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Unleashed: Krista Vansantís June Was Better Than Yours
Release: 07/02/2014
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The national volleyball player of the year joined top women athletes at the Honda Awards ceremony in Los Angeles. Four days earlier Vansant and 13 fellow Huskies returned from learning the culture and colonization of Tahiti. The experience – specifically the Tahitian children -- brought Vansant to tears.

By Gregg Bell
UW Athletics Director of Writing

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SEATTLE – Krista Vansant had a way better June than you or I did.

The reigning college volleyball player of the year went home to Southern California, to be honored as the winner of yet another national award.

Before that, the rising senior who is already among the handful of greatest players in Washington’s storied volleyball history traveled with 13 fellow Huskies to Tahiti. For two weeks on the South Pacific island Vansant was a model student and athlete studying a culture in which girls traditionally aren’t expected or encouraged to be leaders and play sports, let alone excel in them.

For someone who’s already been honored at the ESPYs and as the best college player in her sport, this past month included the latest -- and perhaps greatest – events in her remarkable string of them as a Husky.

“I am super honored do be able to do all that I have while I’ve been at Washington,” Vansant said through her cell phone Tuesday morning back at her family home in Redlands, Calif., a month before practice begins for her Final Four team from last season begins at UW.

Super honored -- and super humbled. Actually, her first three-plus years since signing in 2011 as the first national high school player of the year to join Washington volleyball’s program have blown her mind.

She’s been the Pac-12’s freshman of the year and then the conference’s player of the year. She’s been an All-American. A two-time all-conference selection. The leader of the Huskies’ run to the 2013 NCAA Final Four. She’s been honored at those ESPYs, posing with Cam Newton. And two weeks ago she was a part of an international study of French colonization in the middle of the South Pacific Ocean.

And to think: her final, best year hasn’t even started yet.

At Washington, student-athletes sign up for far more than their sports and prerequisite classes. They do more than practice and study on UW’s campus. And Huskies don’t exactly lounge around all summer playing video games and waiting for their fall seasons and academic terms to begin.

They immerse themselves in the world beyond, living experiences that the television networks don’t film or air on game days yet leave impacts far beyond wins and losses.

Vansant is one of UW’s latest – and one of the highest-profile -- examples. How much has what she’s done on and off the court in three years at UW exceeded the expectations she had four years ago coming out of Redlands East Valley High School as a national prep sports phenom?

“Basically, I thought it was going to be volleyball and going to classes,” Vansant said. “Who knew I would be seeing all of the country and the world through volleyball and my classes?”

In June, about the only thing Vansant didn’t do was score in a game at the World Cup in Brazil.

Give her a kit, a ball and shot and she’d likely have done that, too.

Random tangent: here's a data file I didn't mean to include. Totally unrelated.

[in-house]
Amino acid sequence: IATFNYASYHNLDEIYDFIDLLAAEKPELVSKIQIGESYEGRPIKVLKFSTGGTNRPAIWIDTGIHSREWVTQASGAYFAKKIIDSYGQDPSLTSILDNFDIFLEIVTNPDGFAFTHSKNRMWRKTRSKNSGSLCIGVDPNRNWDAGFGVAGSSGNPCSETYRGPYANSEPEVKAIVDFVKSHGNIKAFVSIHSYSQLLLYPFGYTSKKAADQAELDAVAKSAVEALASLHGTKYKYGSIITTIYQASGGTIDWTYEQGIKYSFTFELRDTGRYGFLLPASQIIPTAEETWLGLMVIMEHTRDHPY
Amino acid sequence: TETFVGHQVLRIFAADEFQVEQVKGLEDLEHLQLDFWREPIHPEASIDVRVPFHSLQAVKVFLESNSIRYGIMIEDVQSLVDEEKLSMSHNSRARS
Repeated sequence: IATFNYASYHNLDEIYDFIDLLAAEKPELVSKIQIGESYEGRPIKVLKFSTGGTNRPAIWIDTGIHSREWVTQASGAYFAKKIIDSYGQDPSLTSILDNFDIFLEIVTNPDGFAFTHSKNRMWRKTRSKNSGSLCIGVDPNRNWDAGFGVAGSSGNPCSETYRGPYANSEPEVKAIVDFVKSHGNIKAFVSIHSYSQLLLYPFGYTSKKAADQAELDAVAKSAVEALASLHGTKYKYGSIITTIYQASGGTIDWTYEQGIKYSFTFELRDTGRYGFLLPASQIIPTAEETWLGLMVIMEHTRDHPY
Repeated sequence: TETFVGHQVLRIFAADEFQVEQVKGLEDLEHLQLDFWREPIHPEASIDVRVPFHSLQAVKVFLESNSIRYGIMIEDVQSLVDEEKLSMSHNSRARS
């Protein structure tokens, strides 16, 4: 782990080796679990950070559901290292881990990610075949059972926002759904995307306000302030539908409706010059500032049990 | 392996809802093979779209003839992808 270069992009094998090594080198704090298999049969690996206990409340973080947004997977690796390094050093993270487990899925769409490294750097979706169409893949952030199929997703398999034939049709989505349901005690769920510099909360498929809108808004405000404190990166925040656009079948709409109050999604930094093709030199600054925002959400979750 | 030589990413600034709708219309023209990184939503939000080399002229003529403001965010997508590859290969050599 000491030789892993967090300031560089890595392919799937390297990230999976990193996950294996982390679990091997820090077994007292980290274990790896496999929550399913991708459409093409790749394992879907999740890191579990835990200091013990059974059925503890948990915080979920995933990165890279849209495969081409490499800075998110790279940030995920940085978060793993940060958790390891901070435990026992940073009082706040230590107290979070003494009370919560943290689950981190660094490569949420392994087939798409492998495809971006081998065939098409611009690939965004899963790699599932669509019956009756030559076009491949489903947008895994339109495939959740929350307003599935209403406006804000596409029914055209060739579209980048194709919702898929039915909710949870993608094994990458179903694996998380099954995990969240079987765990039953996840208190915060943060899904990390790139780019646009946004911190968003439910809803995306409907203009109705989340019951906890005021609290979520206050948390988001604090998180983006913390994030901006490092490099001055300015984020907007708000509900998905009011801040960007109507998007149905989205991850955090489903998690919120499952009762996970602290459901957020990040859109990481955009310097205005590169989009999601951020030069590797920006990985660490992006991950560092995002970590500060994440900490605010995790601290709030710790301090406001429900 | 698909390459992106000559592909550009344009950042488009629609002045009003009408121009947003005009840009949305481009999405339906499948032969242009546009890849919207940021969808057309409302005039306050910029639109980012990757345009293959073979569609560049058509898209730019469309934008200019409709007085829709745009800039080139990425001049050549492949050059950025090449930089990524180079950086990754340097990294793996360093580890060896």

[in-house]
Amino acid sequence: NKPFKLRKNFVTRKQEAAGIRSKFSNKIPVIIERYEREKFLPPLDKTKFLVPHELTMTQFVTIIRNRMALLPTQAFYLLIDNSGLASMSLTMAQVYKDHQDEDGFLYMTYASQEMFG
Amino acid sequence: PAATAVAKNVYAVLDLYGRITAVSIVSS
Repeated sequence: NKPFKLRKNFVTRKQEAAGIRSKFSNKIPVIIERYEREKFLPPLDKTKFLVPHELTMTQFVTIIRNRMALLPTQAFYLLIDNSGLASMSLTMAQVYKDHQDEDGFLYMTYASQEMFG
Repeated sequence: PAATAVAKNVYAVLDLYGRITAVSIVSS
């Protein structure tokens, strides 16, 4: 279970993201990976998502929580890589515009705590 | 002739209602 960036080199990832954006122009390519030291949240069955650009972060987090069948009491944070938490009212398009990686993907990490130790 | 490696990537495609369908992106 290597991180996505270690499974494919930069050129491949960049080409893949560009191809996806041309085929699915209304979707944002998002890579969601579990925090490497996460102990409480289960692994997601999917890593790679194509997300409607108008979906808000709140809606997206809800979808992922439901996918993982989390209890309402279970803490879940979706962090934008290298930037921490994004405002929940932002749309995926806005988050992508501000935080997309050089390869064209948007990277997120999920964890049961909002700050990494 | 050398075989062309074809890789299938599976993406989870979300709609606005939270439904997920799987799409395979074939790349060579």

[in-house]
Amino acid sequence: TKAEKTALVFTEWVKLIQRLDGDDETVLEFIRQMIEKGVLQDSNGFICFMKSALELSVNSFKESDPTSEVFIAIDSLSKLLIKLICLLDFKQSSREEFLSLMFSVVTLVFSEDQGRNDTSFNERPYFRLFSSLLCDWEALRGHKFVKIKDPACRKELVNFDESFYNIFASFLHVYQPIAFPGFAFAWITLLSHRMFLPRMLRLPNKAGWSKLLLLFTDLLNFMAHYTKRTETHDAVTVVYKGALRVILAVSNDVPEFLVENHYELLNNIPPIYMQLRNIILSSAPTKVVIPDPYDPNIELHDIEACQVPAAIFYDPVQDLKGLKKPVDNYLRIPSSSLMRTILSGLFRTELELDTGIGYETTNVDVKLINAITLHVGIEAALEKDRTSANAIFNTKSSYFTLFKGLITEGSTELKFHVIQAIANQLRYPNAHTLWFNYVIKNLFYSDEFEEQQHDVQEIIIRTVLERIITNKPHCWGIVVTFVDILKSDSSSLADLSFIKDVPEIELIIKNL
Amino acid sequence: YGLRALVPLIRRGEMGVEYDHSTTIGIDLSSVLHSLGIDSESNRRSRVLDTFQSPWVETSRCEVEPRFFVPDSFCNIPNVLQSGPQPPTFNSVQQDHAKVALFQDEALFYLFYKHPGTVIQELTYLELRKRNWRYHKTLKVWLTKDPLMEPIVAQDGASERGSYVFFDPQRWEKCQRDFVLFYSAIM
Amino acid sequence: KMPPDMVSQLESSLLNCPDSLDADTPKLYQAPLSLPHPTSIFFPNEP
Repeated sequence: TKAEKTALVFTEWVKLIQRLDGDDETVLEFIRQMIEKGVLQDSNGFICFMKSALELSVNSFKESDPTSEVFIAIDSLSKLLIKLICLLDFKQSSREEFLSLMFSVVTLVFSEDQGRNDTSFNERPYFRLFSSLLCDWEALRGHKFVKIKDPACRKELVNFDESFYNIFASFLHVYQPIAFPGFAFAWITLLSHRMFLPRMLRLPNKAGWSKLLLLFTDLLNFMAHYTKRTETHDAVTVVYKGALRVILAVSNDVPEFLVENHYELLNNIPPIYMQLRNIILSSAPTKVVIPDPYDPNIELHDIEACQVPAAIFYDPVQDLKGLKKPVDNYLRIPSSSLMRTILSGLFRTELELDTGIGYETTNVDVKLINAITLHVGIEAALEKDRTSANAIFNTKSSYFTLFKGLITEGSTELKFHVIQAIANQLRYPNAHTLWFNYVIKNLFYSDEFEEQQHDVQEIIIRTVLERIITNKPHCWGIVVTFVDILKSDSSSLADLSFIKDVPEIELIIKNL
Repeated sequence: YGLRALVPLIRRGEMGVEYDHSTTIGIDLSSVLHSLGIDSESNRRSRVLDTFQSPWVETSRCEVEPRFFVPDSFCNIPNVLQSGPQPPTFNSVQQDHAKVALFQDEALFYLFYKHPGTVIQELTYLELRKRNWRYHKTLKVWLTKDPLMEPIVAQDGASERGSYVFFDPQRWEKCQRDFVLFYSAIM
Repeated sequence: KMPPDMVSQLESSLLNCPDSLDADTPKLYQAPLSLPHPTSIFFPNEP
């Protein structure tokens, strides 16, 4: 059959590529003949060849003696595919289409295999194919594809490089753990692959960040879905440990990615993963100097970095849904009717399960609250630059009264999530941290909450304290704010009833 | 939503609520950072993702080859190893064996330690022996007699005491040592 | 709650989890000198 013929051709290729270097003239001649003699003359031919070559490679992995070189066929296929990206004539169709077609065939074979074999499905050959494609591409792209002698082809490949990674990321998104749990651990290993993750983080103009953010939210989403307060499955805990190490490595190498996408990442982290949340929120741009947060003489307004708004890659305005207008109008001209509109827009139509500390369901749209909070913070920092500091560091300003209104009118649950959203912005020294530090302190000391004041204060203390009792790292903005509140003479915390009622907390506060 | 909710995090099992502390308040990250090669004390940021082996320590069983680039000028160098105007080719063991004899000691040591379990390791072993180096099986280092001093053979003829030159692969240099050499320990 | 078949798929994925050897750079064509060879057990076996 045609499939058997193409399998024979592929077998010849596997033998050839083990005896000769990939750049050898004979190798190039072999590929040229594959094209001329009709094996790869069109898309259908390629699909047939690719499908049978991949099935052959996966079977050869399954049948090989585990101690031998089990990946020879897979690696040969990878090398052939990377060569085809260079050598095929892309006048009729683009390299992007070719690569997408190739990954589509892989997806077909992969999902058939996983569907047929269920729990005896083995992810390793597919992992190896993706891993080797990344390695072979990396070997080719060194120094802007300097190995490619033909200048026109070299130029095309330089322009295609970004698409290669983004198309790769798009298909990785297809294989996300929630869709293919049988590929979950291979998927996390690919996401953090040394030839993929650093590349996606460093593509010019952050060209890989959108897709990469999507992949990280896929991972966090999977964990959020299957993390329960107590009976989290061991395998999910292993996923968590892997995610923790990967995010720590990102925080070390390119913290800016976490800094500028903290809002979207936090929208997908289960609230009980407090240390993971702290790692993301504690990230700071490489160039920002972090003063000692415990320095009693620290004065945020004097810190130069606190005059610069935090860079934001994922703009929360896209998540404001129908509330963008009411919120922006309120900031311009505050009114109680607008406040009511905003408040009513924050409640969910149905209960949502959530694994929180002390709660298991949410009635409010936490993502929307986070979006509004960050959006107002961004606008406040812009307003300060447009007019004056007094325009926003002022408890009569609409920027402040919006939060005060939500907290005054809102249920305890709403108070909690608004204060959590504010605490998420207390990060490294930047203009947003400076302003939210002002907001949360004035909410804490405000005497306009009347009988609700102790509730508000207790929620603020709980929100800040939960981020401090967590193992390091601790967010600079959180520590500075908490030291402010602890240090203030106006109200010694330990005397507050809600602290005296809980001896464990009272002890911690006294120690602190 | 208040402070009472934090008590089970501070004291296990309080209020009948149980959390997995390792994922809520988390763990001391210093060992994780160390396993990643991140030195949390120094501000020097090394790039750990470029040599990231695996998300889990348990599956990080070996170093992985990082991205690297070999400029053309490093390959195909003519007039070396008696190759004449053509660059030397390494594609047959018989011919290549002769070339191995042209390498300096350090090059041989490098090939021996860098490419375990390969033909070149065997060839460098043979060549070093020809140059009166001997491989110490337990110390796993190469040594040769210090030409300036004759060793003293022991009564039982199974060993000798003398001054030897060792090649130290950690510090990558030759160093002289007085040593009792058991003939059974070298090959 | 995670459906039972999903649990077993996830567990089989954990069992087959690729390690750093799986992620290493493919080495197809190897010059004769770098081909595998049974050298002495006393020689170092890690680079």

“Yeah,” she said with an almost-sheepish tone, “it’s been pretty cool.”


“RIDICULOUSLY COOL,” IN FACT

Vansant ended the month inside USC’s Galen Center, being honored as the 2013-14 national Honda Award winner for volleyball. The ultra-dominant outside hitter with a rocket return was there in Los Angeles Monday night for the 37th annual Collegiate Women’s Sports Awards ceremony. Vansant's mother, her grandparents, and her younger brother Brett attended; the 6-foot-2 big sister joked that even in three-inch heels Brett is taller than she.

Monday morning, Vansant and Honda Award winners from other women’s collegiate talked to students at El Sereno Middle School, just east of Dodger Stadium on the edge of downtown L.A. Vansant told the kids there of playing sports on her way to earning a 3.8 grade-point average at Redlands East Valley.

Vansant has been around her sport since her mom Tricia, a former college basketball player at Loyola Marymount in the late 1980s, began coaching volleyball. That was when Krista was nine months old.

“There’s no place we’d rather be than here, right now.”

"This is terrible: I have video of her when she was 2½-3 years old," Tricia told me a couple years ago, laughing. "I showed her volleyball arms, and I bought her one of those cheap balls you get at the supermarket. And she was passing it like a volleyball in our backyard."

When Krista was in third grade, she gave up basketball, which she didn't like and wasn't good at, and began practicing volleyball. With sixth graders.

"When I was 8, played on a 12-and-under team," she said. "I just went to volleyball camp one time (at Cal-State San Bernardino, at age 7), and that's all it took."

She got her first college recruiting letter when she was in seventh grade.

Vansant made some new friends in L.A. this week, in particular Abby Dahlkemper, the 2013-14 Honda Award winner for soccer from UCLA.

“It was really cool to meet everyone, learn how they prepare for their sports,” Vansant said. “And, obviously, they are all ridiculously cool people.”

It was her first time inside the Galen Center since Dec. 14, when in the NCAA tournament’s regional final she had one of her best matches ever. For how accomplished Vansant is, that’s saying something. She had career-highs of 38 kills and 30 digs, posting 14 kills in the fourth set alone, as the Huskies rallied from down two sets to beat host USC 3-2. Her unreal night fulfilled the Huskies’ goal from last year of advancing to the Final Four at Seattle’s KeyArena.

“Yeah, it was really weird to be in there. We were in the exact same locker room that we used for that tournament,” Vansant said of Monday at the Galen Center. “We had a press conference in the same room we had press conferences for our matches. It was really trippy. It was definitely a flashback.

“It was cool – but definitely weird.”

Vansant is the second Husky to win the Honda Award for volleyball, and just the third Husky to win the award in any sport. Courtney Thompson was the 2005 Honda Award winner for volleyball, the same year she led UW to the national title. Danielle Lawrie won back-to-back Honda Awards for softball, in 2009 as a national champion and again in 2010.

Vansant went aw-shucks when I referred to her and to Thompson together.

“It’s such an honor to even be in the same company with her,” Vansant said of the Olympian and three-time college All-American who has her jersey hanging with Brandon Roy’s and Bob Houbregs’ from the ceiling of Alaska Airlines Arena. “She is a great volleyball player – and even a better person.

“It’s an honor to even be named in the same sentence as her.”


TOUCHED TO TEARS IN TAHITI

And to think: the Honda Awards event wasn’t even the half of Vansant’s grand June. It was only two days of it, actually.